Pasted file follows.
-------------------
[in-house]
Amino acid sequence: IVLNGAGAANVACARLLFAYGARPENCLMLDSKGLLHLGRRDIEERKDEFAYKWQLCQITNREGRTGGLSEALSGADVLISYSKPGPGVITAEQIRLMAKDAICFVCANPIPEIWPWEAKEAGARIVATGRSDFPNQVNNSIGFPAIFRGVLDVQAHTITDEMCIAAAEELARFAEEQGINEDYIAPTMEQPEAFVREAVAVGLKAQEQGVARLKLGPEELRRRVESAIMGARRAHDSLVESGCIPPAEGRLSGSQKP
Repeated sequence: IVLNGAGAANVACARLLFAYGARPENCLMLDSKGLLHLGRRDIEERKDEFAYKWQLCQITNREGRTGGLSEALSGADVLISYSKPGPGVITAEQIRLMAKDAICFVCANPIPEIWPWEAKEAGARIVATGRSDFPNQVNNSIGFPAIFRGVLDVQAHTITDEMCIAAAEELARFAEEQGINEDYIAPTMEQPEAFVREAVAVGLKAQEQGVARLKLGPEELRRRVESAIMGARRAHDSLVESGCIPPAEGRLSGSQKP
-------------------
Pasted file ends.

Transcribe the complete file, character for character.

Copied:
[in-house]
Amino acid sequence: IVLNGAGAANVACARLLFAYGARPENCLMLDSKGLLHLGRRDIEERKDEFAYKWQLCQITNREGRTGGLSEALSGADVLISYSKPGPGVITAEQIRLMAKDAICFVCANPIPEIWPWEAKEAGARIVATGRSDFPNQVNNSIGFPAIFRGVLDVQAHTITDEMCIAAAEELARFAEEQGINEDYIAPTMEQPEAFVREAVAVGLKAQEQGVARLKLGPEELRRRVESAIMGARRAHDSLVESGCIPPAEGRLSGSQKP
Repeated sequence: IVLNGAGAANVACARLLFAYGARPENCLMLDSKGLLHLGRRDIEERKDEFAYKWQLCQITNREGRTGGLSEALSGADVLISYSKPGPGVITAEQIRLMAKDAICFVCANPIPEIWPWEAKEAGARIVATGRSDFPNQVNNSIGFPAIFRGVLDVQAHTITDEMCIAAAEELARFAEEQGINEDYIAPTMEQPEAFVREAVAVGLKAQEQGVARLKLGPEELRRRVESAIMGARRAHDSLVESGCIPPAEGRLSGSQKP